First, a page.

You know what bugs me? People who remember things well.
I know, I’m just being an enormous jerk because, as you may have seen on my SnapChat or Instagram story yesterday, I have the worst memory of all time. Like, possibly the worst. I’m trying to be proactive by fixing it, and restudying some good old elementary school history and geography, though — including perfecting the map of the United States by not getting Arizona confused for Nebraska. Yes, that happened.
Anyway, part of being like this includes a very strange confusion about how long we’ve been doing this. I actually don’t remember what day I started staying inside, but I know by March 10 I didn’t go out to eat and was hesitant about being anywhere fun because I had a bad feeling about what was coming. This was a date friends were still saying that the media was freaking out about nothing, and that the Coronavirus was “less deadly than the flu.” It’s funny how there can be a narrative that starts, just because one person starts saying it, then more and more people pass it along until it seems to be the cold, hard truth.
Last night my anxiety spiked again. Not because I’m having a hard time personally being inside — I keep reminding myself this is just a season and to make the most of it — but more so because I’m feeling on edge for all of my loved ones. I hope they’re all doing okay and aren’t scared or having a hard time. Today I’m feeling a bit better, but am still on edge worrying about other people. I know from Facebook posts that a lot of people are having a hard time managing, but I also think social media is doing a great job reminding people that none of us are alone in all of this. We’re all going through so many of the same emotions and uncertainties, but it really is so freaking encouraging how uplifting everyone is being. We know that one day this will be a distant memory, and maybe if you’re like me you won’t forget the way you felt during this time, but you will forget just how many episodes of shows from Netflix you watched, how many Sour Patch Kids you shoveled in your mouth while anxiously scrolling through the news, and how many days exactly you were quarantined. This will be a very interesting story to tell the next generation, and in the meantime we’ll all just keep pushing forward.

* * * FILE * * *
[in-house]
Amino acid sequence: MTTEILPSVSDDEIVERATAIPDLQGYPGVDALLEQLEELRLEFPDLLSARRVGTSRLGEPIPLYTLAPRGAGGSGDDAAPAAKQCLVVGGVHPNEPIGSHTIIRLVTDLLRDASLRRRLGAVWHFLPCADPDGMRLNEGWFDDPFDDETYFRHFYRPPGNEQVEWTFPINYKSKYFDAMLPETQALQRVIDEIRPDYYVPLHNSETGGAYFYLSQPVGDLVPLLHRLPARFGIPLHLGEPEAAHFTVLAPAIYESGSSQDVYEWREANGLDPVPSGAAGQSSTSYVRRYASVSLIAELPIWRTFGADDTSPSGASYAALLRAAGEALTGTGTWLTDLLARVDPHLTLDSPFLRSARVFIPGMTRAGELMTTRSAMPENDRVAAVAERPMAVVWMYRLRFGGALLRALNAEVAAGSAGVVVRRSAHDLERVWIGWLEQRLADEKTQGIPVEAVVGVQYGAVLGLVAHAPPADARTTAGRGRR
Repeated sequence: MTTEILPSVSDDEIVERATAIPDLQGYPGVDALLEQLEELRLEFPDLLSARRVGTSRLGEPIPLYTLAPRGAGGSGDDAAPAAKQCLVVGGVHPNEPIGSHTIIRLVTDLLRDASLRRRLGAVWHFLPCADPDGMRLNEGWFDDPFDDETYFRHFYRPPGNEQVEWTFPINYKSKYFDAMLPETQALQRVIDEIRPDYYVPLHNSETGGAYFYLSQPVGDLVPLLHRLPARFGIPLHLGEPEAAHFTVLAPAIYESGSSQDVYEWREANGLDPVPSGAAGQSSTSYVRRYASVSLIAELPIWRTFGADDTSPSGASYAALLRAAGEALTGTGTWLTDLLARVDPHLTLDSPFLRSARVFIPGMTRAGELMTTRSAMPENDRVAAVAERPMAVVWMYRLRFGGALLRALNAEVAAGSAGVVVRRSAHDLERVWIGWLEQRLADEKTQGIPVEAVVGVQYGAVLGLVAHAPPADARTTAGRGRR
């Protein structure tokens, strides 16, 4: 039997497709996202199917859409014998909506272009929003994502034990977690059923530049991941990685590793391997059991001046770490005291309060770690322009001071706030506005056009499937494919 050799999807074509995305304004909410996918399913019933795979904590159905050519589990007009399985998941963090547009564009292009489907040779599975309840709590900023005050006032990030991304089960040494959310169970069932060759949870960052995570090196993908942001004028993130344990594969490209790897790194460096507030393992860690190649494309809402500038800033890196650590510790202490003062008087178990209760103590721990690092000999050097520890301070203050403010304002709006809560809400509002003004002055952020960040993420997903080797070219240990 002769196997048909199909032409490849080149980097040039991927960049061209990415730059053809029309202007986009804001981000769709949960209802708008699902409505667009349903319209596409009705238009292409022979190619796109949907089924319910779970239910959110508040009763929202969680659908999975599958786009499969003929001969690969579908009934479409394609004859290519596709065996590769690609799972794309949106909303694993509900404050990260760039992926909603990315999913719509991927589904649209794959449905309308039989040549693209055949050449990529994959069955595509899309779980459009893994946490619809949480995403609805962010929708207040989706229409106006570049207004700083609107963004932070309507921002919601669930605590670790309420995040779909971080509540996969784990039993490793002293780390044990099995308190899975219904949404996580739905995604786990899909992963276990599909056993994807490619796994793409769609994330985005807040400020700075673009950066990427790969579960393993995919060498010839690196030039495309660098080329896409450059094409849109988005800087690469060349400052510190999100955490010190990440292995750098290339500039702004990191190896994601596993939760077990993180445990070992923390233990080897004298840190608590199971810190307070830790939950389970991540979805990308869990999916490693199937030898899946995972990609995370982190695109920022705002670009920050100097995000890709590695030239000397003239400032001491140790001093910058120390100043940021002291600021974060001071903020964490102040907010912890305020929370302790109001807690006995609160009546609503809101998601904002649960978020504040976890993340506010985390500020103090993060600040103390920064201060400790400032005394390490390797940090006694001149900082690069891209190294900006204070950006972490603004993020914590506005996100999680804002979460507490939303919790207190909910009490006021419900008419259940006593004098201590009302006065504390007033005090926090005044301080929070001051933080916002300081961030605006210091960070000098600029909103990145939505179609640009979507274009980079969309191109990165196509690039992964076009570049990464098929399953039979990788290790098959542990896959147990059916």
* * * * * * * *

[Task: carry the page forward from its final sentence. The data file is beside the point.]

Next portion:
I have a Coronavirus post I wrote yesterday, but first I wanted to share a much shorter sentiment today. I am so thankful that so many people are cooperating and trying their best to stay inside and avoid, not only getting the virus, but spreading it to others.